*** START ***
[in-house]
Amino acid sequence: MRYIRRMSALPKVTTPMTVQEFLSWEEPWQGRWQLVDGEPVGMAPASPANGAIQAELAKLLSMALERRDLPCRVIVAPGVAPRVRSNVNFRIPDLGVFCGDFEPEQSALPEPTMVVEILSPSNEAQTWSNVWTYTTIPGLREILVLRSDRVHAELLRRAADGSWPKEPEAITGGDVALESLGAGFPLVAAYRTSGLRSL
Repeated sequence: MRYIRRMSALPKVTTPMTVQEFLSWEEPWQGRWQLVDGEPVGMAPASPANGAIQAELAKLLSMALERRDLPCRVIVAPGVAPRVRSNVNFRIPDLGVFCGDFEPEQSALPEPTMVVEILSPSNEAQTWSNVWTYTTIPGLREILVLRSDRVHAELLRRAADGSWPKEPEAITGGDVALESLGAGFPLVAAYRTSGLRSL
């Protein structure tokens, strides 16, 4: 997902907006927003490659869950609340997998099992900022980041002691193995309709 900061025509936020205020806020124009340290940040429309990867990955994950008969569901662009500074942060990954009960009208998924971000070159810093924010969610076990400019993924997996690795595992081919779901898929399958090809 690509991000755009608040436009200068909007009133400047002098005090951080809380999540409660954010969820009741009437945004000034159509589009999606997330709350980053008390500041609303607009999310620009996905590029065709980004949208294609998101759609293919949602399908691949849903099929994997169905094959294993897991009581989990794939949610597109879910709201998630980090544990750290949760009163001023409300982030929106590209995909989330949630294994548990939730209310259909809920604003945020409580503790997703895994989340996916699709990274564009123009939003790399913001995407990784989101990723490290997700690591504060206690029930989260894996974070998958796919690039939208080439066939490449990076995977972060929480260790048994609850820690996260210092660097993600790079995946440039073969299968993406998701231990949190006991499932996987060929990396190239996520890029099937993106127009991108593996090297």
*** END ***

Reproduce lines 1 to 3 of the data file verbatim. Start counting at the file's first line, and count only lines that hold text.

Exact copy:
[in-house]
Amino acid sequence: MRYIRRMSALPKVTTPMTVQEFLSWEEPWQGRWQLVDGEPVGMAPASPANGAIQAELAKLLSMALERRDLPCRVIVAPGVAPRVRSNVNFRIPDLGVFCGDFEPEQSALPEPTMVVEILSPSNEAQTWSNVWTYTTIPGLREILVLRSDRVHAELLRRAADGSWPKEPEAITGGDVALESLGAGFPLVAAYRTSGLRSL
Repeated sequence: MRYIRRMSALPKVTTPMTVQEFLSWEEPWQGRWQLVDGEPVGMAPASPANGAIQAELAKLLSMALERRDLPCRVIVAPGVAPRVRSNVNFRIPDLGVFCGDFEPEQSALPEPTMVVEILSPSNEAQTWSNVWTYTTIPGLREILVLRSDRVHAELLRRAADGSWPKEPEAITGGDVALESLGAGFPLVAAYRTSGLRSL